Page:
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The California Storm of January 1862

Published online by Cambridge University Press:  20 January 2017

Wayne N. Engstrom*
Affiliation:
Department of Geography, California State University, Fullerton, California, 92634

Abstract

The greatest storm in the written history of California struck the region in the winter of 1861–1862. The unusual weather began on Christmas Eve, 1861, and persisted for some 45 days as a series of middle-latitude cyclones made landfall along the California coast. Episodes of very cold and very warm temperatures occurred both during the storm and in the spring of 1862 as meridional flow prevailed. Heavy precipitation swelled the Santa Ana River to more than triple the highest estimated discharge in this century. High water levels in coastal streams between Los Angeles and San Diego persisted into the spring. Lakes were created in the Los Angeles Basin and the Mojave Desert. Arroyos were cut. Sediments from the flood may be preserved in offshore basins.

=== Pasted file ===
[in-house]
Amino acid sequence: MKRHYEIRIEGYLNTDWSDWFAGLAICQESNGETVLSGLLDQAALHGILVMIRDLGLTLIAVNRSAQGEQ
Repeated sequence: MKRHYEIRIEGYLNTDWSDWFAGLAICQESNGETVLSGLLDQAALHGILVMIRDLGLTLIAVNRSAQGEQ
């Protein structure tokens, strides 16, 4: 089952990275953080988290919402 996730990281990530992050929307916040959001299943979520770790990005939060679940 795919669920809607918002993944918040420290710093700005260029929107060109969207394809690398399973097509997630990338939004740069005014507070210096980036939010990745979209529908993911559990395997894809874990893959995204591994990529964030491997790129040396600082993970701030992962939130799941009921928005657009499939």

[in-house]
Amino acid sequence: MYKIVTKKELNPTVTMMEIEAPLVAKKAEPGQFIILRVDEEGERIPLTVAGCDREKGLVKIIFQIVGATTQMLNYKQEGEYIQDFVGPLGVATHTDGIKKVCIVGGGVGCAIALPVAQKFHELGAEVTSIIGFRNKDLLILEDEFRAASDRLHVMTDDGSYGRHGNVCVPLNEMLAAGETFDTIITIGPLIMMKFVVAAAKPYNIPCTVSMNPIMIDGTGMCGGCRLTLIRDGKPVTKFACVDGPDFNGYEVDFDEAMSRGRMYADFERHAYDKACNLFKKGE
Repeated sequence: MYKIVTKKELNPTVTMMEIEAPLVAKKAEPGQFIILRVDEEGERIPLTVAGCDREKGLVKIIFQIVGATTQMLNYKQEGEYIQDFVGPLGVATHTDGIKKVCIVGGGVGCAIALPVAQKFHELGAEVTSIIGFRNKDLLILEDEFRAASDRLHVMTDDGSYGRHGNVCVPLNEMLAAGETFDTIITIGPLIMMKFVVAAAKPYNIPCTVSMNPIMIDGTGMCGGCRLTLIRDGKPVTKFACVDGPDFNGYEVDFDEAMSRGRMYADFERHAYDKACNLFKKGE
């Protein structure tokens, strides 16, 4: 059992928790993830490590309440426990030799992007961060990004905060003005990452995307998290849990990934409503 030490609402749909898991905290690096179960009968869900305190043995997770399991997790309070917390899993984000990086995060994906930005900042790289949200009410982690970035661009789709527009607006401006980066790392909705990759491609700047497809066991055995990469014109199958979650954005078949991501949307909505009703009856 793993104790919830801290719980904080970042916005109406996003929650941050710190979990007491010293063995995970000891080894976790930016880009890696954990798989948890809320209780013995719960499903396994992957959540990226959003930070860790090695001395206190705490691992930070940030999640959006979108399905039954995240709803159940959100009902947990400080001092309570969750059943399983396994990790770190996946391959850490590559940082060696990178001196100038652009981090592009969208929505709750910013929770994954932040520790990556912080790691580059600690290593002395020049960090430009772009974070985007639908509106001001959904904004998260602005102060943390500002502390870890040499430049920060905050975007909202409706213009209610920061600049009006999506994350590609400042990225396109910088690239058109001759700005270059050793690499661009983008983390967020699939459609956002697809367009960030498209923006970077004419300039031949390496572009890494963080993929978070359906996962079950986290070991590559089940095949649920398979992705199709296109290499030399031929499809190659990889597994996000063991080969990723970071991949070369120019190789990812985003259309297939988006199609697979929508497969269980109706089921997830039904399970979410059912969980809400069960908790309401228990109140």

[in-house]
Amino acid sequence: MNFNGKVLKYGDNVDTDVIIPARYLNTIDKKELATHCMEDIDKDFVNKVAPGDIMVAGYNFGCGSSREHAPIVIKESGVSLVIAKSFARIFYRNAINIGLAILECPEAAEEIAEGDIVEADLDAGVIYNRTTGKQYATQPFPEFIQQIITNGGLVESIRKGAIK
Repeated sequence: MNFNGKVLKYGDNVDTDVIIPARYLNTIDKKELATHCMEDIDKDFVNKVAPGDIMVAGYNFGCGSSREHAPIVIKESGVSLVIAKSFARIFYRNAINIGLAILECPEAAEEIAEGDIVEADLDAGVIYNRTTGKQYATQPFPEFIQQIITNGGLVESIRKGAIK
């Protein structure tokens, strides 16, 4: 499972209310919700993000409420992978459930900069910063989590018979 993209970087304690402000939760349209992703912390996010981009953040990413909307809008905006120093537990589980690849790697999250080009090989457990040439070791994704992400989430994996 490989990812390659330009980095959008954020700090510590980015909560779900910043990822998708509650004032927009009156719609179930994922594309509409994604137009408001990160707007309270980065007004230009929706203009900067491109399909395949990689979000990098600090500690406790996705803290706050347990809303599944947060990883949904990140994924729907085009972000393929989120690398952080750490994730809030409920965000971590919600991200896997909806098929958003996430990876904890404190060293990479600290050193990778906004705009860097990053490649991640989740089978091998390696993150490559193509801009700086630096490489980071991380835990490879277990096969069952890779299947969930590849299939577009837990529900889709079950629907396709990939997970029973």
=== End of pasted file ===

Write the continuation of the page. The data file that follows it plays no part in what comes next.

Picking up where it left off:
Type
Research Article
Copyright
University of Washington

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